"It's Tragic": Camillus House Beyond Capacity as Miami Rents Rise

People fearing homelessness are turning to Camillus House for assistance in record numbers.
People fearing homelessness are turning to Camillus House for assistance in record numbers. Photo by webphotographeer via iStock/Getty Images Plus
Miami's skyrocketing rents and jaw-dropping home prices have many middle-class locals wondering if it's time to pack up and leave. But not everyone has that choice. Some lower-income residents are facing the harsh reality of ending up on the street, leaving Miami's most prominent homelessness assistance organization scrambling to help with limited resources.

"The cost of housing is so high that an alarming number of people are calling our homeless-prevention hotline," Hilda Fernandez, chief executive officer of Camillus House, tells New Times. "We're in one of the most frustrating times."

Camillus House operates a homeless-prevention hotline that qualified Miami-Dade County residents can call to receive emergency housing if they're about to be evicted and fear ending up homeless.

From March 2019 to February 2020, the nonprofit assisted 300 households seeking emergency housing assistance. That number dipped to 117 in 2020 amid Miami-Dade County's eviction moratorium.

But in the past four months alone, 254 families have sought homeless prevention services.

"We are getting a significant amount of requests for assistance from people living a new reality," Fernandez says.

Tenants across the county are experiencing rent hikes as landlords hitch themselves to a real estate bubble that continues to inflate.

In January, tenants at an apartment complex in Hialeah saw their rents shoot up from $1,000 to $1,650 a month almost overnight. In response, Hialeah Mayor Esteban Bovo offered COVID-19-related federal rent assistance for city residents but opposed the idea of rent control.

Tenant groups continue to protest around Miami as South Florida has become the most rent-burdened metropolitan area in the U.S., with the average monthly rent for a one-bedroom apartment exceeding $2,000.

At a summit held this week to address Miami's housing crisis, Miami-Dade County Mayor Daniella Levine Cava announced her goal of adding at least 18,000 units of affordable and workforce housing added to the county's housing pipeline by the end of 2023.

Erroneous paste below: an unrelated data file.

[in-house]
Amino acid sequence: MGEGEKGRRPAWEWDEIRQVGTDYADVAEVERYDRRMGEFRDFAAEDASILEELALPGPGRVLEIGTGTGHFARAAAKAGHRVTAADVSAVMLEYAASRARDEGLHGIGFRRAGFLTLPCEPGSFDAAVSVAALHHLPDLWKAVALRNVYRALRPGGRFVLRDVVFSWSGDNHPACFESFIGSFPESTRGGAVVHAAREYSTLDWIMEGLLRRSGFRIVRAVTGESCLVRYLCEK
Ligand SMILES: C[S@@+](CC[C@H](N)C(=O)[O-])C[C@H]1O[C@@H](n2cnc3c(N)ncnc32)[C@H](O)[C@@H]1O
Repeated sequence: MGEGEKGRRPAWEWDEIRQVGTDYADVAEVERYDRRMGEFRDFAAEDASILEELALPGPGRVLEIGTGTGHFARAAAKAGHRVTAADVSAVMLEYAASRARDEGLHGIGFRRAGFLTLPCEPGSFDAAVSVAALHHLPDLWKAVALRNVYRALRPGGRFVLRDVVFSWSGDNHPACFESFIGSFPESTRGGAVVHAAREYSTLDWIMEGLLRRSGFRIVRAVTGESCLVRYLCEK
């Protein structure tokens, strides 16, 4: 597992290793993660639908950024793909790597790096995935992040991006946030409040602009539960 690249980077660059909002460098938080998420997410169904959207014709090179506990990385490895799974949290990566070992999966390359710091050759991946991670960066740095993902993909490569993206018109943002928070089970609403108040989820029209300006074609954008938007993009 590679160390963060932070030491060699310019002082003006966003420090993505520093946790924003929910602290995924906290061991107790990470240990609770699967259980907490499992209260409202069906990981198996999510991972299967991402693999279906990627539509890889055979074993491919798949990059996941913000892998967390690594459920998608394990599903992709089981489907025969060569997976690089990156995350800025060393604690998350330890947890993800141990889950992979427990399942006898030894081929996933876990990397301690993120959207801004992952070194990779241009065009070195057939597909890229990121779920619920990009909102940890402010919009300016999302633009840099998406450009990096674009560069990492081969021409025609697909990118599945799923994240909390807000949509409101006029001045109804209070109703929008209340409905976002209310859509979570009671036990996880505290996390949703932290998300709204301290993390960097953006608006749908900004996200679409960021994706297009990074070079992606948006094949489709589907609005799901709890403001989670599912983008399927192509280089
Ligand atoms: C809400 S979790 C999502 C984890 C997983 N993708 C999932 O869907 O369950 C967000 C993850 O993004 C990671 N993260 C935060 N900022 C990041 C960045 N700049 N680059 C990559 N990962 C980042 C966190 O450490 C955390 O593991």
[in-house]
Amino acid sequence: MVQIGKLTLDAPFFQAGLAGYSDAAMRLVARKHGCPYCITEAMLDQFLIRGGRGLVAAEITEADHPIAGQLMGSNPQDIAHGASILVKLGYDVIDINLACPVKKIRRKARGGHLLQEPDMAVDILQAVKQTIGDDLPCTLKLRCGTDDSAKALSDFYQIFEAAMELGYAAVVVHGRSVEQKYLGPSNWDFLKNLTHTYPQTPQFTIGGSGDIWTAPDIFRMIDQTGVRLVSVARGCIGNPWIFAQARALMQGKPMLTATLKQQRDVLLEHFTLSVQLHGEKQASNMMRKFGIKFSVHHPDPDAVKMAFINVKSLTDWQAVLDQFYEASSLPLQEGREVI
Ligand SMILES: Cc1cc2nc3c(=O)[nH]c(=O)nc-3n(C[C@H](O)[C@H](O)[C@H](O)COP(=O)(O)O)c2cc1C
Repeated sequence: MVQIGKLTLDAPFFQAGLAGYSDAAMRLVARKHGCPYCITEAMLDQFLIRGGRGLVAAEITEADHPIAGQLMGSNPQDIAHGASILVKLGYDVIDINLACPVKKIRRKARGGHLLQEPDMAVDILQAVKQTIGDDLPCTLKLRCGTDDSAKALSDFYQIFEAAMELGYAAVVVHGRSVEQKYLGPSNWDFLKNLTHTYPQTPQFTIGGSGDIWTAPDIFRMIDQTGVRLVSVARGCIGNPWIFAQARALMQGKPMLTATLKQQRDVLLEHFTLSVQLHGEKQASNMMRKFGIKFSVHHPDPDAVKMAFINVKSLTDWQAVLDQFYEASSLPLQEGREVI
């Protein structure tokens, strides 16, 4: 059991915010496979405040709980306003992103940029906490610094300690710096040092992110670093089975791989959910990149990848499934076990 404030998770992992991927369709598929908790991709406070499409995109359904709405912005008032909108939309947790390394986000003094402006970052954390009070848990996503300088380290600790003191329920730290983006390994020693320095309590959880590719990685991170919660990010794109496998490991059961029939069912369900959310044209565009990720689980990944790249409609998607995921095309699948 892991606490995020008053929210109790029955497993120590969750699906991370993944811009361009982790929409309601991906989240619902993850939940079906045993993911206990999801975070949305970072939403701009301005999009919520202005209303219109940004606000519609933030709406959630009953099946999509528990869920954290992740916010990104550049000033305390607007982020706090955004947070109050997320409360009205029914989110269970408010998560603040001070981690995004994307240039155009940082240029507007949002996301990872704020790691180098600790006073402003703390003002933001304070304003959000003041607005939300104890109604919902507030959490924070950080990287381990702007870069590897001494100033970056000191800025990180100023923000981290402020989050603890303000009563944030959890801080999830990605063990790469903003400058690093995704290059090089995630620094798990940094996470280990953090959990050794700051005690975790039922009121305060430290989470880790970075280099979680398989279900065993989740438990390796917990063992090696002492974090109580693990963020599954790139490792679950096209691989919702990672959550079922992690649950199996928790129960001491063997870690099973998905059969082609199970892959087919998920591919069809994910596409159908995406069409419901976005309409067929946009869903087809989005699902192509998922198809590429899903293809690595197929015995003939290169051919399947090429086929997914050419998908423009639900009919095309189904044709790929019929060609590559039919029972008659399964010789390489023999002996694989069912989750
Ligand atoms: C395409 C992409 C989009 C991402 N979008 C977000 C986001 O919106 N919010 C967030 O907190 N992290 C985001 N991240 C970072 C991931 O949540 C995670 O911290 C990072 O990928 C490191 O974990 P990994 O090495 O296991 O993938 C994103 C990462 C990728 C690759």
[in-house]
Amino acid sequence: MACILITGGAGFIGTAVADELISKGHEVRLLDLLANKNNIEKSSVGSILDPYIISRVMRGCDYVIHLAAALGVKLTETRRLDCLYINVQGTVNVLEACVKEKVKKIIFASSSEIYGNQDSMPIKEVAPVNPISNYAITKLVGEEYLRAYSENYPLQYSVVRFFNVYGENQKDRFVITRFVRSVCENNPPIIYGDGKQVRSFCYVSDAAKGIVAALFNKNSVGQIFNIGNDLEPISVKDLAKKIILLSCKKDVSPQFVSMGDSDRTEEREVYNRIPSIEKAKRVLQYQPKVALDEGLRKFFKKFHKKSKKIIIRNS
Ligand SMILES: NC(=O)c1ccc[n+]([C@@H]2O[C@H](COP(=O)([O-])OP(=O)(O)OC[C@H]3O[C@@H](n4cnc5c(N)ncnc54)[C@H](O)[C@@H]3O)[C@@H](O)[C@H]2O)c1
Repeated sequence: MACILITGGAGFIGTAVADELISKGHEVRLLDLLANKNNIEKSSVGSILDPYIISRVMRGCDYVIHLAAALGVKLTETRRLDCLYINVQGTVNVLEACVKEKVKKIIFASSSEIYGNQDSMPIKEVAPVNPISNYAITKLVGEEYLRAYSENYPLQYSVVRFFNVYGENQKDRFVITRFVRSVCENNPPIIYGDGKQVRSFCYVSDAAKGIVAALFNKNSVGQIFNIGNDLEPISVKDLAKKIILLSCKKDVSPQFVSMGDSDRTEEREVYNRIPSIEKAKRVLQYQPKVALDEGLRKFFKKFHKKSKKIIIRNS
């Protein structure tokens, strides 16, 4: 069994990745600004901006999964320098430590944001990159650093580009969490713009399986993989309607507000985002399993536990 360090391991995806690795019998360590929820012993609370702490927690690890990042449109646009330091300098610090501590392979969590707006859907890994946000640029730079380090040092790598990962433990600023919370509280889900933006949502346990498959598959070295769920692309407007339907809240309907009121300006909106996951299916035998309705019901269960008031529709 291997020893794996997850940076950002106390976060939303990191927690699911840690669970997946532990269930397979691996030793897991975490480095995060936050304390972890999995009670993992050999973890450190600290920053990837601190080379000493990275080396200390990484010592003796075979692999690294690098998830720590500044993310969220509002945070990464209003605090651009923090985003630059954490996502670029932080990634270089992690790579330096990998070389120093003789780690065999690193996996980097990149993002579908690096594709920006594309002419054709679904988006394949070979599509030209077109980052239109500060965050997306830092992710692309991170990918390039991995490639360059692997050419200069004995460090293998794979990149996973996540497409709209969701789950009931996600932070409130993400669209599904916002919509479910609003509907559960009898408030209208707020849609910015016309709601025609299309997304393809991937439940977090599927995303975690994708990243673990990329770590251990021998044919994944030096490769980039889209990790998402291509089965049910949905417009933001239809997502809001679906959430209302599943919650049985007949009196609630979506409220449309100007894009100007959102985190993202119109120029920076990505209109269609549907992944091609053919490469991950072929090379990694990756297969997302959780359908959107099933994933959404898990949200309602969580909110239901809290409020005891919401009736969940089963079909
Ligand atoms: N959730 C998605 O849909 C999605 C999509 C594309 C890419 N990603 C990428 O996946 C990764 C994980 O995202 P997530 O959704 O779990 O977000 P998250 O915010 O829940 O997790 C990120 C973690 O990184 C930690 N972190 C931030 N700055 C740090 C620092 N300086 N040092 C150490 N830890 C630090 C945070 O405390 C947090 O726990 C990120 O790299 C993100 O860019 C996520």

But right now, Miami's supply of affordable housing checks in far below the demand from working-class and lower-income residents.

Fernandez says Camillus House has no available beds at its shelter at 1603 NW Seventh Ave. The building houses 395 beds that are funded through grants, programs, and sponsorships, with an additional 20 beds serving as overflow when needed. All 415 beds are spoken for, and the nonprofit cannot take in anyone else.

"We're beyond capacity right now," Fernandez says. "It's tragic."

Fernandez says Camillus House tries to find housing in the community, but the nonprofit has struggled to find apartments it can afford.

Some sheltered people have Section 8 vouchers through the U.S. Department of Housing and Urban Development (HUD) that allow them to pay a portion of the rent while the government subsidizes the rest. The apartment has to meet certain conditions, however, including being at what the federal government considers "fair market rent" for the size of the apartment. 

The problem is, Fernandez says, landlords aren't accepting tenants with vouchers, even with the support of Camillus House, because they can get far more than what the government considers "fair market rent."

"We literally have clients in our emergency housing program sitting on vouchers and looking for apartments to qualify, and they just can't find it," she says. "The fair market rent for a one-bedroom in Miami-Dade County is $1,332. A lot of these landlords won't take $1,332 when they can get much more."

Would-be tenants who are looking for housing after being homeless can face further challenges due to their backgrounds.

"Our clients don't have good credit, they might have some criminal history, and they have long employment gaps. It's a challenge," Fernandez explains.

Federal funding from the pandemic-era CARES Act, which Camillus House used in its homelessness-prevention program to cover rent for at-risk families for a full year, has also dried up. Fernandez says the nonprofit has fully committed all of its CARES Act funding to helping families in need through 2023 and can't accept any more requests for yearlong rent coverage.

Camillus House provides help to sheltered clients to find housing they can afford and employment to make sure they can stay there on their own— but if Miami doesn't work quickly to deal with rent inflation or increase the stock of affordable housing, more residents will be at risk for homelessness.

"The solution has to be a community solution. You can't have a stable community if the workforce can't afford to live there," Fernandez warns.
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Joshua Ceballos is staff writer for Miami New Times. He is a Florida International University alum and a born-and-bred Miami boy.
Contact: Joshua Ceballos